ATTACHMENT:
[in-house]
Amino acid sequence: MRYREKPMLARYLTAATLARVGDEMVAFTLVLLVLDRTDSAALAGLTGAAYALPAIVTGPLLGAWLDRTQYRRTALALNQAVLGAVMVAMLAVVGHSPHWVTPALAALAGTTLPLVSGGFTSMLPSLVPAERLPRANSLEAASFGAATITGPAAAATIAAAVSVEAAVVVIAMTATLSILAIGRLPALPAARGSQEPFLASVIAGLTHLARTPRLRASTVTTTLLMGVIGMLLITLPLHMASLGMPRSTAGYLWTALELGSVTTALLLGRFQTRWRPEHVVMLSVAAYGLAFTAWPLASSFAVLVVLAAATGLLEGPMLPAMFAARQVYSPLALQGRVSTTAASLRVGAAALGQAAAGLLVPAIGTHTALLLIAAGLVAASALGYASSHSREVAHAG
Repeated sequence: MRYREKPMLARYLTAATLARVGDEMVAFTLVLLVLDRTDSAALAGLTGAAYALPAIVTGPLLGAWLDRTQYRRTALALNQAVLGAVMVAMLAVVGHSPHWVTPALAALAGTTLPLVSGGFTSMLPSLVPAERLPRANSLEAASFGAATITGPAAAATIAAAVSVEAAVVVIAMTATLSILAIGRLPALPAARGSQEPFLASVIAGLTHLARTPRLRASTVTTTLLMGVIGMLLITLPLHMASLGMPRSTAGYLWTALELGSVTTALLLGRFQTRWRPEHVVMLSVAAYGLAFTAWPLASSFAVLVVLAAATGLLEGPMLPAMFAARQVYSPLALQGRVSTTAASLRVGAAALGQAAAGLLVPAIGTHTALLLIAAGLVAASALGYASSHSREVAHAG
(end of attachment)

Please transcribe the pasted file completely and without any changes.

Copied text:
[in-house]
Amino acid sequence: MRYREKPMLARYLTAATLARVGDEMVAFTLVLLVLDRTDSAALAGLTGAAYALPAIVTGPLLGAWLDRTQYRRTALALNQAVLGAVMVAMLAVVGHSPHWVTPALAALAGTTLPLVSGGFTSMLPSLVPAERLPRANSLEAASFGAATITGPAAAATIAAAVSVEAAVVVIAMTATLSILAIGRLPALPAARGSQEPFLASVIAGLTHLARTPRLRASTVTTTLLMGVIGMLLITLPLHMASLGMPRSTAGYLWTALELGSVTTALLLGRFQTRWRPEHVVMLSVAAYGLAFTAWPLASSFAVLVVLAAATGLLEGPMLPAMFAARQVYSPLALQGRVSTTAASLRVGAAALGQAAAGLLVPAIGTHTALLLIAAGLVAASALGYASSHSREVAHAG
Repeated sequence: MRYREKPMLARYLTAATLARVGDEMVAFTLVLLVLDRTDSAALAGLTGAAYALPAIVTGPLLGAWLDRTQYRRTALALNQAVLGAVMVAMLAVVGHSPHWVTPALAALAGTTLPLVSGGFTSMLPSLVPAERLPRANSLEAASFGAATITGPAAAATIAAAVSVEAAVVVIAMTATLSILAIGRLPALPAARGSQEPFLASVIAGLTHLARTPRLRASTVTTTLLMGVIGMLLITLPLHMASLGMPRSTAGYLWTALELGSVTTALLLGRFQTRWRPEHVVMLSVAAYGLAFTAWPLASSFAVLVVLAAATGLLEGPMLPAMFAARQVYSPLALQGRVSTTAASLRVGAAALGQAAAGLLVPAIGTHTALLLIAAGLVAASALGYASSHSREVAHAG